[By Mutende Chanda]
GOOD governance activist Brebner Changala has asked President Edgar Lungu to suspend Lusaka High Court judge Sunday Nkonde for professional misconduct.
In a ruling dated November 9, 2020, the Lusaka High Court discharged the ex-parte leave for judicial review granted to judge Nkonde which operated as a stay of his suspension as the main matter was likely to fail.
Dr Fred M’membe, who is the former proprietor of the Post Newspaper (in liquidation), had lodged a complaint against judge Nkonde before the Judicial Complaints Commission (JCC) for being biased in handling the liquidation case.
Dr M’membe said judge Nkonde could not preside over the liquidation case of The Post Newspaper Limited as he once attempted to render the company insolvent in 2012 when he commenced a law suit against it on behalf of Finance Bank without the bank’s authority.
In November 2018, the JCC found judge Nkonde with a case to answer and wrote a letter to President Lungu that judge Nkonde be suspended from duty to allow the Commission to investigate him.
However, judge Nkonde applied for leave to commence judicial review proceedings against the Judicial Complaints Commission’s decision dated November 14, 2018.
The JCC recommend for judge Nkonde’s suspension after he was found with a case to answer for misconduct in the manner he handled The Post Newspaper liquidation case.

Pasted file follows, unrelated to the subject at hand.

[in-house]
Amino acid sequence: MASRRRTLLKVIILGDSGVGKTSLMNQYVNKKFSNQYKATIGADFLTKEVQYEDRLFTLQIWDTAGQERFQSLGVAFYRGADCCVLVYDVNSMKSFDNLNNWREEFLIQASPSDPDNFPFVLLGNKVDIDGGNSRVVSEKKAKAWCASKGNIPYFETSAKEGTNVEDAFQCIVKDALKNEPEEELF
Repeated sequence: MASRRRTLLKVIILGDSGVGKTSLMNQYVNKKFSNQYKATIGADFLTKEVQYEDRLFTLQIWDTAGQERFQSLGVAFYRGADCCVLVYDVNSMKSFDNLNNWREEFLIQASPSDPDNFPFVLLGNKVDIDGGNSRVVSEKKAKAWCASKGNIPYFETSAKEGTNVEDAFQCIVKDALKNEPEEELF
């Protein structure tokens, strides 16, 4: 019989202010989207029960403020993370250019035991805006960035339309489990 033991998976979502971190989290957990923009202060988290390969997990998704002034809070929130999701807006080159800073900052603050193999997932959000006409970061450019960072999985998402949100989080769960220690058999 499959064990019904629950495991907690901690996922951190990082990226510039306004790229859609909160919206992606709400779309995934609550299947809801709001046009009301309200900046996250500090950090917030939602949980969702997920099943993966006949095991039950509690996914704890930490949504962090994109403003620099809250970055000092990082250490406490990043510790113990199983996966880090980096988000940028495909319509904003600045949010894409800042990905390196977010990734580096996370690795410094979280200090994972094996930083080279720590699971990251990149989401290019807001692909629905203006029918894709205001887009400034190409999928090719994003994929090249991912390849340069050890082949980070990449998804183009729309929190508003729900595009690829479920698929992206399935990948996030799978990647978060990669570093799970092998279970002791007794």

Judge Nkonde, who cited the Attorney General in the matter, said the directive by the JCC that the complaint against him by Dr M’membe be heard and that he be suspended, was null and void ab initio.
The Kitwe High Court granted him leave to commence judicial review which operated as a stay of the JCC’s decision to suspend him.
On March 11, 2019, the State asked the court to set aside the ex-parte order for leave to apply for judicial review.
In her ruling last month, Lusaka High Court judge Gertrude Chawatama discharged the order granting leave to commence judicial review.
“I agree with the respondent (the State) that the removal of a judge is governed by the Constitution. The ex-parte leave granted to the applicant (judge Nkonde) is hereby discharged. The reason for the discharge is that I am fully persuaded that the main matter is bound to fail,” said judge Chawatama.
Two weeks after that ruling, Changala says President Lungu’s deliberate silence on the matter amounts to lawlessness.
“There’s so much lawlessness in this country. And the danger about this lawlessness is that it’s anchored at plot one (State House), at the President of the Republic of Zambia,” he said. “He has no any other window of excuse than the tribunal, in that seven days have elapsed without acting, and without suspending judge Sunday Nkonde so that the full process of the law could commence and the matters are put to rest once and for all.”
Changala reminded President Lungu that everyone was equal before the law.